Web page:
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When and why does recursion perform worse than iteration?

I was recently asked this question for interview. My answer was recursion performs worse when the depth of recursion is large. The interviewer seemed to be expecting a different answer. Could anyone please explain it more.

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closed as off topic by Muad'Dib, Anthony Pegram, M.Babcock, templatetypedef, Graviton Feb 1 '12 at 3:48

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Perhaps they were expecting the answer that premature optimization is a waste of time, that you should write code that is clear and understandable and only optimize if it's demonstrated to be an actual bottleneck. You can come up with some great theoretical answers either way, but ultimately, all of them are irrelevant in the real world. –  Cody Gray Feb 1 '12 at 3:27
Perhaps she wanted you to talk about tail recursion optimization? stackoverflow.com/questions/491376/… –  MK. Feb 1 '12 at 3:27
possible duplicate: stackoverflow.com/questions/72209/recursion-or-iteration –  M.Babcock Feb 1 '12 at 3:28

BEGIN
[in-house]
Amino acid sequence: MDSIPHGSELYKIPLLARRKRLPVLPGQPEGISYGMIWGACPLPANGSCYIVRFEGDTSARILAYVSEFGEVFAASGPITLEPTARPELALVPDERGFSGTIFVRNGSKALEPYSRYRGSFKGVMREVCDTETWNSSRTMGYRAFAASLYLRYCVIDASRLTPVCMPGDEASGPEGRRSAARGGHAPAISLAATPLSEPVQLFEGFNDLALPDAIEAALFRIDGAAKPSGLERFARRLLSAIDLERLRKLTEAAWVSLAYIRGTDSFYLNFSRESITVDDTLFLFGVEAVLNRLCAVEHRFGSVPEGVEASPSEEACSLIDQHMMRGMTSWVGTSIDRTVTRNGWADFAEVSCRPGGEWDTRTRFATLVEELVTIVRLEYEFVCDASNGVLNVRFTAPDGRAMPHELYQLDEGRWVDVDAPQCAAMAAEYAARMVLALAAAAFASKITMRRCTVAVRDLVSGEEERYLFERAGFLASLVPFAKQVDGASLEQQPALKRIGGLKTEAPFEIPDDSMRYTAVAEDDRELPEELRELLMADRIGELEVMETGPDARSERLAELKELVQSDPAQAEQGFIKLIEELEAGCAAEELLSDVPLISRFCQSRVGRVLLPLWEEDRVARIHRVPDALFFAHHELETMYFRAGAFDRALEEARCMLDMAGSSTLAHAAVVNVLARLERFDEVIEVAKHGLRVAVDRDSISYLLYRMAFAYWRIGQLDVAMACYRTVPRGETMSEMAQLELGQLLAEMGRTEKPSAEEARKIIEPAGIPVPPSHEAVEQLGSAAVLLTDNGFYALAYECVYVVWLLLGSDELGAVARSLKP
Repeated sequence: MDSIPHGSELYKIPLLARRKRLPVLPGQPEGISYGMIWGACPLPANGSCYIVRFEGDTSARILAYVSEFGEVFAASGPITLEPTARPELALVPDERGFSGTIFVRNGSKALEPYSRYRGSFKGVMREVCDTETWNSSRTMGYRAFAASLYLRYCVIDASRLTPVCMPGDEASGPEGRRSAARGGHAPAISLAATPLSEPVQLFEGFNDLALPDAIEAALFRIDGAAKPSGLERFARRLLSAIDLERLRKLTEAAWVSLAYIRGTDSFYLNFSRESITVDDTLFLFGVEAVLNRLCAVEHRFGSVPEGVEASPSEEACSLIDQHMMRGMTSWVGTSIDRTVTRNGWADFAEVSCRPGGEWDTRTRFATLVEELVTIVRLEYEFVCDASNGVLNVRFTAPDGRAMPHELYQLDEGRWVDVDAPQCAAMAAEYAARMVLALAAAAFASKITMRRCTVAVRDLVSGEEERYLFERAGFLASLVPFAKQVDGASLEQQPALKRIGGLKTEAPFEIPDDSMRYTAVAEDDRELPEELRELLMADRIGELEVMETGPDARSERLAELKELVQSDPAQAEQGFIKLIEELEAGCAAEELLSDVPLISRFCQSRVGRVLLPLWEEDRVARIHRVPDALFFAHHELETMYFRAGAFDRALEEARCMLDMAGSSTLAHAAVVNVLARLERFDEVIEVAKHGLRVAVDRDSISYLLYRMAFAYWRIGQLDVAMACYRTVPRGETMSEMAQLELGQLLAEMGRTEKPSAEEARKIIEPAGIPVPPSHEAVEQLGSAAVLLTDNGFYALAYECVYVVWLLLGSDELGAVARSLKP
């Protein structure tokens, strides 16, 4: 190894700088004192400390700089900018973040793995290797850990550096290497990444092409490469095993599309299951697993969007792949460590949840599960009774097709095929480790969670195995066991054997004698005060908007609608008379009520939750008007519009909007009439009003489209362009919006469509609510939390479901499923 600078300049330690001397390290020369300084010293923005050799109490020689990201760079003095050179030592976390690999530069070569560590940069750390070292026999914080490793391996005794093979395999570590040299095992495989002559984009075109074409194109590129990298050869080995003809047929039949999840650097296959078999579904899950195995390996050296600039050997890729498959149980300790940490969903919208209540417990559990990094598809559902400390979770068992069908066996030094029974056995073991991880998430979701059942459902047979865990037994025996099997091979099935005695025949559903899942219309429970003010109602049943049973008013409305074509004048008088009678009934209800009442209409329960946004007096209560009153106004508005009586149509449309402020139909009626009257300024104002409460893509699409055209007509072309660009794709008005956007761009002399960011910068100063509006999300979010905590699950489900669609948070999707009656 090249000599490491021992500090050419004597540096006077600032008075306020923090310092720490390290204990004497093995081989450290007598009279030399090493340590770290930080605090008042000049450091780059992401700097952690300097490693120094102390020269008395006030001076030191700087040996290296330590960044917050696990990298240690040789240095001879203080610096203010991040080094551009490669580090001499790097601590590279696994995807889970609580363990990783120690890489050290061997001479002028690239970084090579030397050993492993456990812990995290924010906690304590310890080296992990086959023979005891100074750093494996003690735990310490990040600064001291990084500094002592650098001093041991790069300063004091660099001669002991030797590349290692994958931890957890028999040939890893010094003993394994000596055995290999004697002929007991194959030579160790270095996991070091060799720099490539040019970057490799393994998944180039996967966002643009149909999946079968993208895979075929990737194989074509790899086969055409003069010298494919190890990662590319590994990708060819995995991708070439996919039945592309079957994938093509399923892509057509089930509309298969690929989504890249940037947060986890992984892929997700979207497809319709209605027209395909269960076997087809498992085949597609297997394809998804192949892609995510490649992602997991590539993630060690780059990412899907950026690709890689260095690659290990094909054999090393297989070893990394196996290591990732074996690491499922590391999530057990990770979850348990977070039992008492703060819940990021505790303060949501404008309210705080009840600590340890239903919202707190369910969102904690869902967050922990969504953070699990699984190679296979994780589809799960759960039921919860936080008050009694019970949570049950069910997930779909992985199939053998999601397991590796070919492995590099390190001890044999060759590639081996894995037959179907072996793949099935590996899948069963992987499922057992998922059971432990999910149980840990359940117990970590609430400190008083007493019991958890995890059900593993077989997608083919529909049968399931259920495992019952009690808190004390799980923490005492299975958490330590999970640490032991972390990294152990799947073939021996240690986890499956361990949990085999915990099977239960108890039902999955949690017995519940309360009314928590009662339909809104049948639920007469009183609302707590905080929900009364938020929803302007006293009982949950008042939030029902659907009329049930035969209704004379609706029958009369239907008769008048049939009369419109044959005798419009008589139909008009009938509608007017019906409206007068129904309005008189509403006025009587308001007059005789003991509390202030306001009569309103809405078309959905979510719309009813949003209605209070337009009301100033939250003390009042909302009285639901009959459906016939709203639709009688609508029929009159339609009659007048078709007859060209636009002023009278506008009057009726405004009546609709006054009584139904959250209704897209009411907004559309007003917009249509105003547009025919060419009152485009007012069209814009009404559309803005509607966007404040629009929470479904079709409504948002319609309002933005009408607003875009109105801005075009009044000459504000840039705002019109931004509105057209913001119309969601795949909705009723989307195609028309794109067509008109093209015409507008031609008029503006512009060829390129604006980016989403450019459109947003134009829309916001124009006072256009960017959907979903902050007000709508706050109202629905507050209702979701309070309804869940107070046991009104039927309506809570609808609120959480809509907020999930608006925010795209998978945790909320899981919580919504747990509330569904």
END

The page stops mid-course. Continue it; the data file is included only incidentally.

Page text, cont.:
Recursion: The absolute fastest way to a stackoverflow.com/questions/9090339/… –  NotMe Feb 1 '12 at 3:28
That one gives you the reason. Read Paul's answer again, carefully this time. Note the links. –  Cody Gray Feb 1 '12 at 3:32

2 Answers 2

up vote 4 down vote accepted

Could be many reasons; some that come to mind:

  • The recursive depth is large increasing stack use - time is spent winding and unwinding the stack, and memory is consumed by the stack leaving less for each recursion, whereas iterating uses JUMP commands that do not use more resources (including the stack)
  • The recursive function holds a lot of state (e.g. local variables) that must be kept in memory until the recursion is complete (iteration, on the other hand, throws away the locals with each iteration), again leaving less available memory for each subsequent recursion
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From what you've stated, you have answered the When part of the question:

when the depth of recursion is large

but not the Why part, so you have only answered half of what the interviewer asked.

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